RIMINI seems a strange place to start an art tour because it’s impossible to shake off the images wall-to-wall deckchairs and all that goes with being Italy’s biggest seaside resort; the overtanned and underdressed girls; the circling predatory males; the endless ice-cream parlours; the smell of pizza. But in December all that is packed away and the delicate Christmas lights and market impart a more appropriate sense of style and wonder to this ancient Roman city.
We were on the first leg of a new art trail that would take us though Emilia Romagna, Umbria, La Marche and Tuscany in the footsteps of the Renaissance master Piero dell Francesca. A highlight of this trip was the chance to see the actual landscapes that the painter used as backgrounds for a number of his most important works including the portraits of the Duke of Urbino, Federico Montefeltro and his wife Battista Sforza.
But first, we would have to find out about the Duke’s great rival, the so-called Wolf of Rimini.
Sigismondo Pandolfo Malatesta, Lord of Rimini from the age of 15, was a daring warrior with a towering ego whose patronage of the arts seems often to have been a means of flattering his own, highly embroidered, family background. His most lasting legacy is perhaps the Malatesta Temple in Rimini which he had redesigned by the great Renaissance architect, Leon Battista Alberti. The first church to employ a Roman triumphal arch, Alberti gave the existing Romanesque building a Renaissance mantle that was never completed due to that perennial problem: his patron ran out of money.
Inside the temple is the first of the series of frescos by della Francesca that the art trail follows. It is a devotional donor scene in which Sigi kneels before a saint of the same name – Sigismund. The fresco has suffered badly as a result of experimental techniques used by Piero della Francesca and a damaging restoration in the 19th century but for all this but it remains a significant document of the life of Sigi as well as della Francesca, proving he was in Rimini in 1451 when it was painted.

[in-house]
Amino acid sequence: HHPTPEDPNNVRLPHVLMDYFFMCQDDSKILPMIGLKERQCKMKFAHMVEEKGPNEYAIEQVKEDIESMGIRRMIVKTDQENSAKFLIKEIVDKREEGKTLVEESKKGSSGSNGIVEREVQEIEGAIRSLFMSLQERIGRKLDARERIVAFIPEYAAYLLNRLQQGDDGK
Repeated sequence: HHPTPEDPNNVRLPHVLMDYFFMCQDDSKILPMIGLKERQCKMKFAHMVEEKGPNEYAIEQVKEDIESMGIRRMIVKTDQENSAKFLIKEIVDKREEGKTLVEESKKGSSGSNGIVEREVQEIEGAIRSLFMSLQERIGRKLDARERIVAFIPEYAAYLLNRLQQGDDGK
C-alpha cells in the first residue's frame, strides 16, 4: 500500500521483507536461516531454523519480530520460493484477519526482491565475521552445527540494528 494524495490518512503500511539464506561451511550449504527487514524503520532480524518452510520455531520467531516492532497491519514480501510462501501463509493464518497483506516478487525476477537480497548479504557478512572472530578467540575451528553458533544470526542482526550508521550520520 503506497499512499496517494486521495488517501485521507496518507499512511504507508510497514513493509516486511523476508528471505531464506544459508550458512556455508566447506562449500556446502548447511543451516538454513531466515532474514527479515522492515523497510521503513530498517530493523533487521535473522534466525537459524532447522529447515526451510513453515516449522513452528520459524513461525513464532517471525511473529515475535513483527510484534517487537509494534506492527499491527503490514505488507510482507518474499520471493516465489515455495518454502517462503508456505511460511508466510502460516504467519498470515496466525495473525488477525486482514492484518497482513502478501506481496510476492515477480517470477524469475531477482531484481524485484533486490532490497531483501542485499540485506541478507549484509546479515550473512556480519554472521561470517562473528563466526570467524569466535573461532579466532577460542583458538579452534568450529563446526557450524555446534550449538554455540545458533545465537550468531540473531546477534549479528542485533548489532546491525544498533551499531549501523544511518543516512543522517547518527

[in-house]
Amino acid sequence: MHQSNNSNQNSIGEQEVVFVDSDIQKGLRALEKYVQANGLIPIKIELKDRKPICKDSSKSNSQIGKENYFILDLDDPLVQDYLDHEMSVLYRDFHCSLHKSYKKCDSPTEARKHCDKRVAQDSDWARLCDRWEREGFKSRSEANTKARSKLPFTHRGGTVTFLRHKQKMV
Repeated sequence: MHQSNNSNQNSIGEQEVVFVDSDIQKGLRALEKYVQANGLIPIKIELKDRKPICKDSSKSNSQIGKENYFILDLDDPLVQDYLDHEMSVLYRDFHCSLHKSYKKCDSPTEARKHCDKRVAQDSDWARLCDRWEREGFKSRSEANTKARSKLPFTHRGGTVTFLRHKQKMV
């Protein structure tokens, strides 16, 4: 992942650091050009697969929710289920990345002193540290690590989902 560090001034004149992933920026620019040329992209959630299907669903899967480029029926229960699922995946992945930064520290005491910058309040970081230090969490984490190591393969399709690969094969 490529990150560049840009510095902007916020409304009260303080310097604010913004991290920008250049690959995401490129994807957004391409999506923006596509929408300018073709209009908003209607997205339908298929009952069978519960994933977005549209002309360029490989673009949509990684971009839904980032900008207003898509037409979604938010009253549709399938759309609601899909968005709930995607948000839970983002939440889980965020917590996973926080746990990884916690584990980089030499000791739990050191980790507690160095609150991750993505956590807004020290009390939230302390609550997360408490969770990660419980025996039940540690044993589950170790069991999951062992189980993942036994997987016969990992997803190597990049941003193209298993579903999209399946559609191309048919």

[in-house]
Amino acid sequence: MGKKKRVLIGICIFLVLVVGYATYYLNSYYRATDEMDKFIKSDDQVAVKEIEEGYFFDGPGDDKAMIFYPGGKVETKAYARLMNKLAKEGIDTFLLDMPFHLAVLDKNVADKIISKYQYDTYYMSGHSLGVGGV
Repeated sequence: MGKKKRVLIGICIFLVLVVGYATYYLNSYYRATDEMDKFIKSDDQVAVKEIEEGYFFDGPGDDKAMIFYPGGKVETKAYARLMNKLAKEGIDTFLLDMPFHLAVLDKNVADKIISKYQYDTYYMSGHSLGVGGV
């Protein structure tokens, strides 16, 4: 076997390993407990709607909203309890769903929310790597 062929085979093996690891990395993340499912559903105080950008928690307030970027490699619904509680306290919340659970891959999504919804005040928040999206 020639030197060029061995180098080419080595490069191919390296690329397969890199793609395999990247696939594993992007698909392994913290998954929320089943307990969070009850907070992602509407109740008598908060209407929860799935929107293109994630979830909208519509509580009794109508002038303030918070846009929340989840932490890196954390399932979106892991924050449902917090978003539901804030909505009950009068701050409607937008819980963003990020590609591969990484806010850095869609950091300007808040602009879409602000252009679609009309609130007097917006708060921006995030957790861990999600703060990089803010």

In addition to an important crucifixion by Giotto, the temple also contains a multitude of symbols showing Sigi’s interest in occult and pagan ideas. This, as well as his ill-considered feud with Federico da Montefeltro, resulted in his excommunication by the Pope. In an extraordinary ceremony, Sigi was ‘canonized into Hell’ an event which according to historian Robert Hughes was punishment for trussing up a Papal emissary and sodomising him in the main square of Rimini. The resulting crusade against Sigi, led by Federico da Montefeltro among others, resulted in the loss of all his territories apart from a slender band of land around Rimini where he died at the age of 51.
App: An app on the Terre di Piero for both iPhone and Android can be downloaded from itunes App Store or Google Play, containing information on the artists, his works, locations and associated events.
Flights: There are regular flights to Bologna with easyJet and British Airways from London Gatwick, and Ryanair from Stansted, Manchester, Bristol, Edinburgh and Dublin.
Hotels: A double room at the Villa Adriatica in Rimini starts from €54 per night on a room only basis. www.villaadriatica.it/en/. A double room at the Hotel San Domenico in Urbino starts from €128 per night on a bed and breakfast basis. www.viphotels.it/en/hotel/albergo-san-domenico-urbino
The Terre di Piero is a joint project from the Emilia Romagna, Marche, Tuscany and Umbria regions. Details at www.terredipiero.it